French group Avenir and British contractor Mills & Allen have turned down the ad on moral grounds. "We decided at group level not to work with it," says Patrick Sion, sales director at Belgian poster contractor Belgaposter, part of the French group.
The posters will appear in Denmark, Norway and on a few sites in Belgium next Tuesday. They will then follow on in most other east and west European countries for 28 days starting in early September. Benetton ads are created in-house by Olivireo Toscani.
Sion claims his company's responsibility "as good citizens" has led to its decision. "Local schools, city councils, public transport, they're our business partners too. We have to be careful with the visuals and messages we carry," he says.
But not everyone agrees. "It's not shocking," argues Michel Van Rosson, head of Performance, Benetton's poster agent in Belgium. "It's something you see everyday." Benetton's printer, Belgian-based Hecht, refused to comment on the campaign, but confirmed it is planning a pan-European assault with the ad. Only the small Belgian contractors have agreed to run the ad on their poster sites, but those contacted would not comment.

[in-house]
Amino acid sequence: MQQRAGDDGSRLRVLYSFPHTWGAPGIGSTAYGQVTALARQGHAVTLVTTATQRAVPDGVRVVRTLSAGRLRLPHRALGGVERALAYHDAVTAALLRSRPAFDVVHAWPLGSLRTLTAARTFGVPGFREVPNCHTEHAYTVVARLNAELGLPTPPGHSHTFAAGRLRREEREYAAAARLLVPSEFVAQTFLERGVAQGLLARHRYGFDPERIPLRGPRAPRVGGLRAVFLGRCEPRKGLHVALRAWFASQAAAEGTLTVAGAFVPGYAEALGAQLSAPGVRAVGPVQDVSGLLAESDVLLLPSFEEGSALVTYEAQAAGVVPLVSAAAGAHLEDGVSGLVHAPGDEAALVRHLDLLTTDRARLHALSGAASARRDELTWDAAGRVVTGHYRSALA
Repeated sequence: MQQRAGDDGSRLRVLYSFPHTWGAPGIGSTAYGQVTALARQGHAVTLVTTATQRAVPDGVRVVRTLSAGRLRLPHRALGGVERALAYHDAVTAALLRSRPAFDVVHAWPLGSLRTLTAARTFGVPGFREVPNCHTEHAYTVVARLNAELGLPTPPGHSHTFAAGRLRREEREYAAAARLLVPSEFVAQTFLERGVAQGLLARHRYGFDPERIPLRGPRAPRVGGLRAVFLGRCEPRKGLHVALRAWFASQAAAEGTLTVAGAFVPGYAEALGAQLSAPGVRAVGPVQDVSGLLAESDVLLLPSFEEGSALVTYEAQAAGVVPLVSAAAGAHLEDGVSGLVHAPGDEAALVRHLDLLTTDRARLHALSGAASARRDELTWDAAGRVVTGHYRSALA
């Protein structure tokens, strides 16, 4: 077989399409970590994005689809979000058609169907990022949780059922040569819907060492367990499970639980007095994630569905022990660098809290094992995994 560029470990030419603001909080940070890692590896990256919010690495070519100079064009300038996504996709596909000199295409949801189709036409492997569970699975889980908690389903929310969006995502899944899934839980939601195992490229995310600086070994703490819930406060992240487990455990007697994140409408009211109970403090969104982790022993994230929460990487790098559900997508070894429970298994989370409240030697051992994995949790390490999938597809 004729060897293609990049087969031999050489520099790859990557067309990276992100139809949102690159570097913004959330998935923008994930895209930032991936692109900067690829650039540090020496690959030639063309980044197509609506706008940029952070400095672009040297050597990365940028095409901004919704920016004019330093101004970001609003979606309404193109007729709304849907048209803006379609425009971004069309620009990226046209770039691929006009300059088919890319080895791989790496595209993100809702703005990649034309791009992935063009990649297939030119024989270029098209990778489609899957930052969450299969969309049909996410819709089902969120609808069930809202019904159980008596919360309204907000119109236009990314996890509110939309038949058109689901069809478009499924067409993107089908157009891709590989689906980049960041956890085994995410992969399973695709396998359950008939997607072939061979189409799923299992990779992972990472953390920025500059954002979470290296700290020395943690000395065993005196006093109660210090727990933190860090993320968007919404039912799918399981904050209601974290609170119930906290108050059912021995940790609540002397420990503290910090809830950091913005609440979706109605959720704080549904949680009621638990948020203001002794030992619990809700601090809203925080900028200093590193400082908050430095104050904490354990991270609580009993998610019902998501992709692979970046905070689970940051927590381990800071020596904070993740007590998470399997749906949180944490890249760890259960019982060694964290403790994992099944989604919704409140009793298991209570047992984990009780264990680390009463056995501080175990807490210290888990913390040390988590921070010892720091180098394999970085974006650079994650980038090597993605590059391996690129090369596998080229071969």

Benetton has conceded defeat in the UK already and is preparing a substitute image to appear during September on billboards and in magazines that refuse the two horses picture. Zoe Brown, a spokeswoman for Benetton's British office, confirms this ad has provoked more initial outcry than other Benetton ads, such as the picture of a dying AIDS patient, a human heart, and a black woman breastfeeding a white baby.
Benetton, an Italian family business, has courted controversy through its advertising for the past decade. It is the second company in as many weeks to outrage the sensitive Belgians. Perrier posters featuring bare breasted women with Perrier bottle tops over their nipples was taken down following complaints from women's groups.
Copyright August 1996 Crain Communications Inc.